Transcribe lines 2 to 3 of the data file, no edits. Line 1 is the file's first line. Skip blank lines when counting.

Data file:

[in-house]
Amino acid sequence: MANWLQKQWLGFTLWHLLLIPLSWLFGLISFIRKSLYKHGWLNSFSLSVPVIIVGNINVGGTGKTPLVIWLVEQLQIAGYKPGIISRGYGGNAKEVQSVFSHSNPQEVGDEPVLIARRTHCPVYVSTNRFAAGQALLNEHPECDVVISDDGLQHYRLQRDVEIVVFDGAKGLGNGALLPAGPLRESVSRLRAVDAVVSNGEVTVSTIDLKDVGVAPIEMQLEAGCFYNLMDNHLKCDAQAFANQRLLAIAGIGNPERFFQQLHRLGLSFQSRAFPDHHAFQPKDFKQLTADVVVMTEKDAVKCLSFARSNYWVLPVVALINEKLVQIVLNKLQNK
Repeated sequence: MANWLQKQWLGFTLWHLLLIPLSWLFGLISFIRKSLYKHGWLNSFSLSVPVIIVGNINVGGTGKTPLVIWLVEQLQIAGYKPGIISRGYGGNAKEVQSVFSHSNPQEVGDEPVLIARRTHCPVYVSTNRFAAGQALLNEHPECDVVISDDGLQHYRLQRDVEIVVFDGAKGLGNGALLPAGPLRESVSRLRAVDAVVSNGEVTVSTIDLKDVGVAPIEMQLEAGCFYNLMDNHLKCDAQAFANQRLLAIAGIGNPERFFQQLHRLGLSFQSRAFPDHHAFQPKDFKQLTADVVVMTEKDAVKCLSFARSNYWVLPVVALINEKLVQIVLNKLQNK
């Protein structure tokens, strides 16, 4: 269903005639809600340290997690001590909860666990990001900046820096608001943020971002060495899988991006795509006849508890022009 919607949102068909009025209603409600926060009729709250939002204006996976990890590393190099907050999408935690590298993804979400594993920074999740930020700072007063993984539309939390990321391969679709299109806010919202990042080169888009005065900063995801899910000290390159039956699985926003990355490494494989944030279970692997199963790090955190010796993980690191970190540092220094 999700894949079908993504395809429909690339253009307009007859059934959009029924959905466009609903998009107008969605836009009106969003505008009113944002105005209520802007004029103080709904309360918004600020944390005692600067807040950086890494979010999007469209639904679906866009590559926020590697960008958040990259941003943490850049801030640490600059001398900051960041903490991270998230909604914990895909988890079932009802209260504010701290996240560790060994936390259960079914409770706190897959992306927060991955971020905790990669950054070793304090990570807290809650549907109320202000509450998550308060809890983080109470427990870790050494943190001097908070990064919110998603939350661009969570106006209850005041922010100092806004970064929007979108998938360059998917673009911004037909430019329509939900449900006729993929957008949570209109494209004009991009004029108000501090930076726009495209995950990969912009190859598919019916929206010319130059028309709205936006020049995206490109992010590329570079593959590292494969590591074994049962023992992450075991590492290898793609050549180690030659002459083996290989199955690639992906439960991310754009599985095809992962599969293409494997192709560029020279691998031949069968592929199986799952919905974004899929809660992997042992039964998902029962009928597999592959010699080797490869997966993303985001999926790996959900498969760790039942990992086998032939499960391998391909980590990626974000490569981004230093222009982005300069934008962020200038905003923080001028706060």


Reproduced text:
Amino acid sequence: MANWLQKQWLGFTLWHLLLIPLSWLFGLISFIRKSLYKHGWLNSFSLSVPVIIVGNINVGGTGKTPLVIWLVEQLQIAGYKPGIISRGYGGNAKEVQSVFSHSNPQEVGDEPVLIARRTHCPVYVSTNRFAAGQALLNEHPECDVVISDDGLQHYRLQRDVEIVVFDGAKGLGNGALLPAGPLRESVSRLRAVDAVVSNGEVTVSTIDLKDVGVAPIEMQLEAGCFYNLMDNHLKCDAQAFANQRLLAIAGIGNPERFFQQLHRLGLSFQSRAFPDHHAFQPKDFKQLTADVVVMTEKDAVKCLSFARSNYWVLPVVALINEKLVQIVLNKLQNK
Repeated sequence: MANWLQKQWLGFTLWHLLLIPLSWLFGLISFIRKSLYKHGWLNSFSLSVPVIIVGNINVGGTGKTPLVIWLVEQLQIAGYKPGIISRGYGGNAKEVQSVFSHSNPQEVGDEPVLIARRTHCPVYVSTNRFAAGQALLNEHPECDVVISDDGLQHYRLQRDVEIVVFDGAKGLGNGALLPAGPLRESVSRLRAVDAVVSNGEVTVSTIDLKDVGVAPIEMQLEAGCFYNLMDNHLKCDAQAFANQRLLAIAGIGNPERFFQQLHRLGLSFQSRAFPDHHAFQPKDFKQLTADVVVMTEKDAVKCLSFARSNYWVLPVVALINEKLVQIVLNKLQNK